Britain’s Lockdown Legacy? The Revival of Smaller Towns
(Bloomberg Opinion) -- Britain is undergoing a regional renaissance.
People have moved to Dorset from London and are holidaying in Suffolk rather than Spain. Call it the legacy of lockdown: Things are finally heating up outside of the capital.
Demand for property in outer regions of the U.K. has surged, as has interest in domestic tourism. With England’s reopening on June 21 looking uncertain and the prospect of a Mediterranean beach holiday rapidly fading, the country’s long overlooked areas are set to get busier over the next few months. That’s good news for U.K.-based hotels and restaurants, but it could be bad for consumers trying to secure a holiday cottage, a garden table or even a bottle of wine.
For the clearest view of the rebalancing between London and the rest of the country, look no further than the property market.
According to the Nationwide Building Society’s latest quarterly regional house price statistics, the capital experienced the weakest growth in house prices in the three months to the end of March, compared with the year earlier. The strongest growth was in the Northwest.
This reflects the fact that prices in the north have long underperformed those in London and the Southeast. But it’s also likely driven by people relocating near areas such as the Lake District and the Peak District. If you’re working from home, why not score a view?
The trend is even more pronounced for properties costing more than 1 million pounds ($1.4 million). According to Savills and data provider TwentyCi, more families have left London or moved farther into the commuter belt, prioritizing bigger homes over a shorter journey to work. This has inflated the number of agreed sales in areas such as Hampshire and Kent. North Yorkshire also experienced an increase, underlining the interest in the north of the country. Transactions have been helped by the tax break on property purchases, which begins to taper off this summer.
Some people have also decided to relocate farther afield in anticipation of more permanent home working. Data show a rise in agreed sales in Cornwall and Gloucestershire.
This movement is making areas outside of London more vibrant. Before the outbreak of Covid-19, foot traffic in coastal towns lagged the national average. This has reversed since the start of the pandemic, with historic and market towns also outperforming in May 2021 compared with 2019.
But the rush of demand outside of the capital is causing some problems too — not least because smaller towns are having to accommodate holidaymakers as well as new homeowners.
Many bars, restaurants and hotels are struggling with staffing shortages. For national chains, their most experienced employees tend to be in busy city-center venues in London, Birmingham and Manchester. But it’s outposts in the suburbs, and in popular staycation spots such as Dorset and Cornwall, that need the extra help.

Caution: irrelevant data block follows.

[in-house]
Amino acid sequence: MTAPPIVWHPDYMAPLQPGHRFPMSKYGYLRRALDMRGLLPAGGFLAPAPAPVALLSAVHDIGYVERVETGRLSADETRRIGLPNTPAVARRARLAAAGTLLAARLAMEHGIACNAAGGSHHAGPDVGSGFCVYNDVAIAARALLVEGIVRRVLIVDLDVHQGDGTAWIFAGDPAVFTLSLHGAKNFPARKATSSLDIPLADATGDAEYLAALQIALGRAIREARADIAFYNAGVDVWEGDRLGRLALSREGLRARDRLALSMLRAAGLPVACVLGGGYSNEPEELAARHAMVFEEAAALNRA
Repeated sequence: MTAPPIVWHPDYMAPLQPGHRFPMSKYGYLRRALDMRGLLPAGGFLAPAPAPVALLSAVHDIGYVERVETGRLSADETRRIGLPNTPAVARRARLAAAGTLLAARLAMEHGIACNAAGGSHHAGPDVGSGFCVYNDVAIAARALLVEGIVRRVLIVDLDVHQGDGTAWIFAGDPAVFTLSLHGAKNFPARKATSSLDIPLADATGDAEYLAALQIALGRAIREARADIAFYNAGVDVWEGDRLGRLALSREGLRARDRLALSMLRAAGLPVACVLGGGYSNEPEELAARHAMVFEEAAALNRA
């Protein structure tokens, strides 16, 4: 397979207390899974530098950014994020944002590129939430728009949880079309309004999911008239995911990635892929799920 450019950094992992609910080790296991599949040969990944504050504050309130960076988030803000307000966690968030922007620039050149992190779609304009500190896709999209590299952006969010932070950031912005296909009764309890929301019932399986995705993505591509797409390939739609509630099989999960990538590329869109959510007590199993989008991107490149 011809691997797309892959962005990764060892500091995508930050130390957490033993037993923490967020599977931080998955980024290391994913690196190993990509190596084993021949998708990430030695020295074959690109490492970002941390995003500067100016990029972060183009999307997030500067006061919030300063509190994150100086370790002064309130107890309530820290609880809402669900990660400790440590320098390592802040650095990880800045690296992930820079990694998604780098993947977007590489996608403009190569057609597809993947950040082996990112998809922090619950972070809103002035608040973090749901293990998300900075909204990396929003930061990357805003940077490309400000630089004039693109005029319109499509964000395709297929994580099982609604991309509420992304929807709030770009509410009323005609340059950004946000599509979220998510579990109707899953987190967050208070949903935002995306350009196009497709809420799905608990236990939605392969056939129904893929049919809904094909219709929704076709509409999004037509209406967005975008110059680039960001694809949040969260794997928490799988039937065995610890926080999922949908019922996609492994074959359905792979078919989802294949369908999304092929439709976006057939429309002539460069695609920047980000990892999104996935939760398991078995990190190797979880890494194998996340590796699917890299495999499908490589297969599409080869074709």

In the short term, business outside of London will pick up further if existing WFH guidance and curbs on international travel remain in place. This will mean heightened demand for accommodation, drinking and dining in popular British vacation spots. Already, prices for holiday cottages are rising. If staff shortages force up hospitality wages, that could lead to higher prices in restaurants too. But the timing may be helpful, as consumers are flush with pent-up savings and more likely to swallow additional costs.
Perhaps in anticipation of a crowded seaside, families are also decking out their own back gardens. U.K. retailers report scrambling for enough supply of children’s slides, sandpits and paddling pools.
Eventually, there will be some realignment back toward London and international destinations. If the future of work isn’t as hybrid as many hope, that could mean pain for those who moved out of the city, as well as for businesses that shifted to cater to them. Savills recently noted a tentative pick-up in prime London property prices, amid expectations of a large-scale return to offices in the fall.
And there’s still lots of interest in taking vacations abroad — just look at the spike in bookings when the U.K. (briefly) granted Portugal quarantine-free travel status in early May. When borders do reopen, holidays to the Mediterranean will probably soar.
So the current obsession with England’s other regions won’t last forever. But for this summer at least, it’s time to grab your bucket and spade, if you can find one.
This column does not necessarily reflect the opinion of the editorial board or Bloomberg LP and its owners.
Andrea Felsted is a Bloomberg Opinion columnist covering the consumer and retail industries. She previously worked at the Financial Times.
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